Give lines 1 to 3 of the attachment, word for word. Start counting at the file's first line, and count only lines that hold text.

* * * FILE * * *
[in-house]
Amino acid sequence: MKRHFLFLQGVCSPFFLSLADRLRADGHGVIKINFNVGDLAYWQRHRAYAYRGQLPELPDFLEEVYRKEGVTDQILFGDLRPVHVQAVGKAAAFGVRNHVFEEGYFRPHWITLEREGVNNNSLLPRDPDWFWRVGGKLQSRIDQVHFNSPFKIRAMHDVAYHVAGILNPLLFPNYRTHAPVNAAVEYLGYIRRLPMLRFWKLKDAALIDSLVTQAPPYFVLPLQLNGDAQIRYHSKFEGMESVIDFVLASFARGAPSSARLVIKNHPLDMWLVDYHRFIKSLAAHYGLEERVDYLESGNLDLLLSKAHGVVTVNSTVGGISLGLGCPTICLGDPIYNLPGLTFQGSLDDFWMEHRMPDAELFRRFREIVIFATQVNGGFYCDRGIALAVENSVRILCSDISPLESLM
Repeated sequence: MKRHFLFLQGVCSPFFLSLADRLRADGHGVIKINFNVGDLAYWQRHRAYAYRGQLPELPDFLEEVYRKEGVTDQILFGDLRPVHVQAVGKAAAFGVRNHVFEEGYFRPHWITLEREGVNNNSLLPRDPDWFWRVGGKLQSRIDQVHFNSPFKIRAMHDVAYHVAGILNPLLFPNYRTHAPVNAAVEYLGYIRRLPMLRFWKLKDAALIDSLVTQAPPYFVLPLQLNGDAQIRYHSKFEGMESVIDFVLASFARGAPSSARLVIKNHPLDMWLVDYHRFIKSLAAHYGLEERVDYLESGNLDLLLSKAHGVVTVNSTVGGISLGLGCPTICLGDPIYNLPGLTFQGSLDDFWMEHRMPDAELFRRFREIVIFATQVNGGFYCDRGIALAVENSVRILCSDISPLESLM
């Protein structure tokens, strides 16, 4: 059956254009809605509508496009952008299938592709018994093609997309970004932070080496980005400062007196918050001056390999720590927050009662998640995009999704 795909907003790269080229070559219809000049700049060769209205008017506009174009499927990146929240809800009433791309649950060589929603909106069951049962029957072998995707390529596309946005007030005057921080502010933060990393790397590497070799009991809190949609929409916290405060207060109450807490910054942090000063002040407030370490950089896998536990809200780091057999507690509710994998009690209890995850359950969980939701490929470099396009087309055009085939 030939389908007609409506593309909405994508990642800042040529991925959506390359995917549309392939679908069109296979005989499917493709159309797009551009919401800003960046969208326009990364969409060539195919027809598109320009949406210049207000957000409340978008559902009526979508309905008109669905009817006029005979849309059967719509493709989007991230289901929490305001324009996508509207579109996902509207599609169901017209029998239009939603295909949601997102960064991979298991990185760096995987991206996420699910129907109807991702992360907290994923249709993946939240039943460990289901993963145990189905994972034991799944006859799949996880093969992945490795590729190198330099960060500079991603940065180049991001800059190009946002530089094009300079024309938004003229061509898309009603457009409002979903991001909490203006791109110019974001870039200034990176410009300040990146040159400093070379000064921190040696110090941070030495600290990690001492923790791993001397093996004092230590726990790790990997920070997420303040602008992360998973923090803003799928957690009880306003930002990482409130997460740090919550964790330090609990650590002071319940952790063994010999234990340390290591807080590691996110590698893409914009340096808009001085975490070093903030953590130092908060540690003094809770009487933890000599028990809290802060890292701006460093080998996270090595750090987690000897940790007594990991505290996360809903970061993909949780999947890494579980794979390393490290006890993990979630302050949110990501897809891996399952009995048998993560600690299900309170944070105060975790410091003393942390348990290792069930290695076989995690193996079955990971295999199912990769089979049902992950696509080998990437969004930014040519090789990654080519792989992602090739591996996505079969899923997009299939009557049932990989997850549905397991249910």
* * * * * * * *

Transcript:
[in-house]
Amino acid sequence: MKRHFLFLQGVCSPFFLSLADRLRADGHGVIKINFNVGDLAYWQRHRAYAYRGQLPELPDFLEEVYRKEGVTDQILFGDLRPVHVQAVGKAAAFGVRNHVFEEGYFRPHWITLEREGVNNNSLLPRDPDWFWRVGGKLQSRIDQVHFNSPFKIRAMHDVAYHVAGILNPLLFPNYRTHAPVNAAVEYLGYIRRLPMLRFWKLKDAALIDSLVTQAPPYFVLPLQLNGDAQIRYHSKFEGMESVIDFVLASFARGAPSSARLVIKNHPLDMWLVDYHRFIKSLAAHYGLEERVDYLESGNLDLLLSKAHGVVTVNSTVGGISLGLGCPTICLGDPIYNLPGLTFQGSLDDFWMEHRMPDAELFRRFREIVIFATQVNGGFYCDRGIALAVENSVRILCSDISPLESLM
Repeated sequence: MKRHFLFLQGVCSPFFLSLADRLRADGHGVIKINFNVGDLAYWQRHRAYAYRGQLPELPDFLEEVYRKEGVTDQILFGDLRPVHVQAVGKAAAFGVRNHVFEEGYFRPHWITLEREGVNNNSLLPRDPDWFWRVGGKLQSRIDQVHFNSPFKIRAMHDVAYHVAGILNPLLFPNYRTHAPVNAAVEYLGYIRRLPMLRFWKLKDAALIDSLVTQAPPYFVLPLQLNGDAQIRYHSKFEGMESVIDFVLASFARGAPSSARLVIKNHPLDMWLVDYHRFIKSLAAHYGLEERVDYLESGNLDLLLSKAHGVVTVNSTVGGISLGLGCPTICLGDPIYNLPGLTFQGSLDDFWMEHRMPDAELFRRFREIVIFATQVNGGFYCDRGIALAVENSVRILCSDISPLESLM